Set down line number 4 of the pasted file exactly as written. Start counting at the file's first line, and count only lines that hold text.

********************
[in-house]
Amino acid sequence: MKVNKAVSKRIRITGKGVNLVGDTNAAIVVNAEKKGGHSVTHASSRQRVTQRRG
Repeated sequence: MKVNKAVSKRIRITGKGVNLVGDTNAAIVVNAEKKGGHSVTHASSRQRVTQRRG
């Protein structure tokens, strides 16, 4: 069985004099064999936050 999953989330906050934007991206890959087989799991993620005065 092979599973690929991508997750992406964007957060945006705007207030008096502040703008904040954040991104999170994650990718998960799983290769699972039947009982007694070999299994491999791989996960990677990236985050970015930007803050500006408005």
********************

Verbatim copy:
């Protein structure tokens, strides 16, 4: 069985004099064999936050 999953989330906050934007991206890959087989799991993620005065 092979599973690929991508997750992406964007957060945006705007207030008096502040703008904040954040991104999170994650990718998960799983290769699972039947009982007694070999299994491999791989996960990677990236985050970015930007803050500006408005």